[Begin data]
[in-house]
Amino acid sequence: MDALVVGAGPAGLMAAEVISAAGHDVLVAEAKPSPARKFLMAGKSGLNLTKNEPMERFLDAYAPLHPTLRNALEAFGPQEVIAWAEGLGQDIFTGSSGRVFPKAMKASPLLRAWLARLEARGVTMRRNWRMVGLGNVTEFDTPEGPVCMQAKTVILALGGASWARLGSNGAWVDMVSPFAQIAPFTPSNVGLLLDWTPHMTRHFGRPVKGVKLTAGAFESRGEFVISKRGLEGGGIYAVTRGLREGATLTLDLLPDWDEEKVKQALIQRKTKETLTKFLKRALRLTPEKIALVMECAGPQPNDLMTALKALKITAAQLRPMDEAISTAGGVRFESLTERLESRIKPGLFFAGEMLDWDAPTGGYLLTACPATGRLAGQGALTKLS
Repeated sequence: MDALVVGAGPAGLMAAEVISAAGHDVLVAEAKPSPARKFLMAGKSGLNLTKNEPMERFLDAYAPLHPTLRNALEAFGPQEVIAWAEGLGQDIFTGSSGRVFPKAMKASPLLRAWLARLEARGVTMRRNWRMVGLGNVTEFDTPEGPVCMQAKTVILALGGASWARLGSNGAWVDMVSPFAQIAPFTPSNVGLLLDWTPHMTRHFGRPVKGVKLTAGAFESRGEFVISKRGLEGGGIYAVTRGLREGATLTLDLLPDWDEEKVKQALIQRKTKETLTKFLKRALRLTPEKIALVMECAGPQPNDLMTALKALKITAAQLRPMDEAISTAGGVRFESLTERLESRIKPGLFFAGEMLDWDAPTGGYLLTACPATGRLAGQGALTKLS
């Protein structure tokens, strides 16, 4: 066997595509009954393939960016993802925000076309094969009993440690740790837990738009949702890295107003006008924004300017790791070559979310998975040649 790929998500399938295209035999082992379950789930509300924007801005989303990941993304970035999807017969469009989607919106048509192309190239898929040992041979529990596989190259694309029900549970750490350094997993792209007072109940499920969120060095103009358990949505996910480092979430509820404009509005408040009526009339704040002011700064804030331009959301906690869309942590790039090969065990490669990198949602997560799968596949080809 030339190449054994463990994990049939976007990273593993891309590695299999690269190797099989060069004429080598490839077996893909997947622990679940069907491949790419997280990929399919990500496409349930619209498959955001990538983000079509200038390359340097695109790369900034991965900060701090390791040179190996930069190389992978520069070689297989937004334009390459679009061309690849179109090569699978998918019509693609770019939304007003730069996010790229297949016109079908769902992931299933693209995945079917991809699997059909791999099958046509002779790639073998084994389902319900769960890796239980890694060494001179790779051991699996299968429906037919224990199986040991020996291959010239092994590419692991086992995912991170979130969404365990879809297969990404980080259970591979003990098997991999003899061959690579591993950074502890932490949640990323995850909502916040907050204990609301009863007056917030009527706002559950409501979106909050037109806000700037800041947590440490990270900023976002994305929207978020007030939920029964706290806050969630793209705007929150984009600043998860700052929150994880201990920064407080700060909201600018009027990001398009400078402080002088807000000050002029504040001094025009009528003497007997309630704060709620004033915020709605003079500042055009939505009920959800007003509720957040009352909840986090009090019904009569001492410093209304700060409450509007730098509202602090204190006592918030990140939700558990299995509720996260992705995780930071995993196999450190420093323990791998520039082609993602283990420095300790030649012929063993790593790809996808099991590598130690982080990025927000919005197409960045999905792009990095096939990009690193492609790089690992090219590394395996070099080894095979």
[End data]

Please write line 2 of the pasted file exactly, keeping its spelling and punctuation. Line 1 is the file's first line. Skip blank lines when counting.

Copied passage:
Amino acid sequence: MDALVVGAGPAGLMAAEVISAAGHDVLVAEAKPSPARKFLMAGKSGLNLTKNEPMERFLDAYAPLHPTLRNALEAFGPQEVIAWAEGLGQDIFTGSSGRVFPKAMKASPLLRAWLARLEARGVTMRRNWRMVGLGNVTEFDTPEGPVCMQAKTVILALGGASWARLGSNGAWVDMVSPFAQIAPFTPSNVGLLLDWTPHMTRHFGRPVKGVKLTAGAFESRGEFVISKRGLEGGGIYAVTRGLREGATLTLDLLPDWDEEKVKQALIQRKTKETLTKFLKRALRLTPEKIALVMECAGPQPNDLMTALKALKITAAQLRPMDEAISTAGGVRFESLTERLESRIKPGLFFAGEMLDWDAPTGGYLLTACPATGRLAGQGALTKLS